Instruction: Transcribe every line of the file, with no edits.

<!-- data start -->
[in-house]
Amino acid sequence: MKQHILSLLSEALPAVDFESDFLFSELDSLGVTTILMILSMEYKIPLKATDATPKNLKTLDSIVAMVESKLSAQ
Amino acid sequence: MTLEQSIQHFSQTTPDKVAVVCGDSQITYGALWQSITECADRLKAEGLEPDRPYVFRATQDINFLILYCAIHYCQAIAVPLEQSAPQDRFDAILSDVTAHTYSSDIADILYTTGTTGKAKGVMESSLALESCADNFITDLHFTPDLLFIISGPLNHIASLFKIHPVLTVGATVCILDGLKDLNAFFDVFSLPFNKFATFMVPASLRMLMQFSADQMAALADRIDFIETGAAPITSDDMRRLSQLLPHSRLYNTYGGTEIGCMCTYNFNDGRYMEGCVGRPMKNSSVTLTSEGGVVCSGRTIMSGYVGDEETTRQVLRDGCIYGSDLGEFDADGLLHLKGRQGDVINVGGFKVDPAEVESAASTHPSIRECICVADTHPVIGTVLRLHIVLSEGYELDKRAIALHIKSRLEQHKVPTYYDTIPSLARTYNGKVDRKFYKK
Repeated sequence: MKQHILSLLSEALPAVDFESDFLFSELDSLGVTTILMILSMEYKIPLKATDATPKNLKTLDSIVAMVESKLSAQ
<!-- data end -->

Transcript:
[in-house]
Amino acid sequence: MKQHILSLLSEALPAVDFESDFLFSELDSLGVTTILMILSMEYKIPLKATDATPKNLKTLDSIVAMVESKLSAQ
Amino acid sequence: MTLEQSIQHFSQTTPDKVAVVCGDSQITYGALWQSITECADRLKAEGLEPDRPYVFRATQDINFLILYCAIHYCQAIAVPLEQSAPQDRFDAILSDVTAHTYSSDIADILYTTGTTGKAKGVMESSLALESCADNFITDLHFTPDLLFIISGPLNHIASLFKIHPVLTVGATVCILDGLKDLNAFFDVFSLPFNKFATFMVPASLRMLMQFSADQMAALADRIDFIETGAAPITSDDMRRLSQLLPHSRLYNTYGGTEIGCMCTYNFNDGRYMEGCVGRPMKNSSVTLTSEGGVVCSGRTIMSGYVGDEETTRQVLRDGCIYGSDLGEFDADGLLHLKGRQGDVINVGGFKVDPAEVESAASTHPSIRECICVADTHPVIGTVLRLHIVLSEGYELDKRAIALHIKSRLEQHKVPTYYDTIPSLARTYNGKVDRKFYKK
Repeated sequence: MKQHILSLLSEALPAVDFESDFLFSELDSLGVTTILMILSMEYKIPLKATDATPKNLKTLDSIVAMVESKLSAQ